You may think that’s harsh; that fear isn’t all that bad; maybe you’ve deluded yourself into thinking that being afraid is the same thing as being careful and cautious. But you’d be wrong. Harboring fear and manifesting it in direct disobedience to the will of God is a sin. It’s not virtuous. It will harm you and it will harm others. It will ruin your testimony and render you useless to God.

Fear is a terrible attitude for a Christian to have.


Another horrible attitude for the Christian to have is what could be called “the contentious attitude.” That’s not the best name for it; there’s probably a better one, but Ephesians 6:4 gives us an example of what it’s like:

Fathers, do not exasperate your children; instead, bring them up in the training and instruction of the Lord. (Ephesians 6:4 | NIV84)

The context of this verse, obviously, is Paul’s general advice to fathers in the church. Paul could have given any advice but he gave this piece of advice dealing with the discipline of children. In trying to teach your children something good – the instruction of the Lord – don’t “exasperate” them. That’s a good translation of a Greek word that means “to irritate” or “to provoke.” It’s a rare word in the Bible, used only by Paul two times in all his writings. Essentially, fathers are to keep order and discipline their children, but not to go overboard with all kinds of rules and regulations, which invariably lead to nagging which will definitely lead to the children rebelling.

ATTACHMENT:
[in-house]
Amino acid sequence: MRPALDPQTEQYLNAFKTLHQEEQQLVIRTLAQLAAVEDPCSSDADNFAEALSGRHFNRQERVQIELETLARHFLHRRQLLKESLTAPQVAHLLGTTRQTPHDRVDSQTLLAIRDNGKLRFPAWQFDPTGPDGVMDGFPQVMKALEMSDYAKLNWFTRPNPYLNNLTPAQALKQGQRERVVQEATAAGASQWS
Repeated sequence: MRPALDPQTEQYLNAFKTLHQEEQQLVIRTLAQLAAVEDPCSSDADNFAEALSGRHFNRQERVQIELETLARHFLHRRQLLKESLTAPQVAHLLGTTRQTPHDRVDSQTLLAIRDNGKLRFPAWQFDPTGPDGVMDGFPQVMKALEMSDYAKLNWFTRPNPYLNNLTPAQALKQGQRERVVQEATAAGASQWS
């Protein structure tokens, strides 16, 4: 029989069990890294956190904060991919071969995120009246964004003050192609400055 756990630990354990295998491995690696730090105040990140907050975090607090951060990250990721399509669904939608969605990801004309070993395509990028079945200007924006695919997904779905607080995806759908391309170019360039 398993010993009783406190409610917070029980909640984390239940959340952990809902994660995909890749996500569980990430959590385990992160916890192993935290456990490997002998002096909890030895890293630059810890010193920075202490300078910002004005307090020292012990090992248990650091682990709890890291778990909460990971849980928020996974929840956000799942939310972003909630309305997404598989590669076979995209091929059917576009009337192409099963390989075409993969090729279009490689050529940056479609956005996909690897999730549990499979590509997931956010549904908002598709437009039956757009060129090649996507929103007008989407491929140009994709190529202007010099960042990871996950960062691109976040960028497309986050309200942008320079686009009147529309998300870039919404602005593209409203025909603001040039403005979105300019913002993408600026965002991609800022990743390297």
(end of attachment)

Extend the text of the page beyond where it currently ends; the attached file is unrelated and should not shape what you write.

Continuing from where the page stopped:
J.B. Phillips in his translation, puts Paul’s advice to fathers in easy-to-understand language:

Fathers, don’t overcorrect your children or make it difficult for them to obey the commandment.

That’s good advice for fathers, mothers, or just about anybody who is trying to lead others, especially in the way of faith. Don’t be contentious; hard to get along with; unbending. That kind of attitude will cause more harm than good no matter the purity of your motives.

How are some ways parents are “exasperating” their kids? William Hendriksen suggests a few:

Over-protection. Fathers and mothers (and others) can be so fearful that some kind of harm will befall their darlings that they fence them in from every direction. It does no good to remove all risk of harm from anybody, but especially children; risk is necessary for everybody’s physical, mental, moral, and spiritual well-being. Being over-protective can rob children and others from developing a sense of self-confidence, and instead depositing in them fear and apprehension.

Favoritism. Isaac preferred Esau over Jacob. Rebekah preferred Jacob. Nothing good comes from favoritism.

Discouragement. Every day, parents find creative ways to discourage their kids. Employers find ways to discourage their employees. Spouses find ways of discouraging their spouse. “You can’t do that.” “You’re not smart enough to take that class.” “You’re not tall enough.” “You’ve got your grandfather’s kinky hair.” “I wish you were more like his wife.” We’re very good at tearing each other down; we should be better at building each other up!

So, yes, God is very concerned and interested in your attitudes about all kinds of things. The prophet Balaam had the wrong attitude.  God didn’t like it, and God was willing to so far as to take his life because of it.

What was behind Balaam’s attitude of “eagerness?” Why did Balaam talk to his talking donkey? We’ll find out, next time.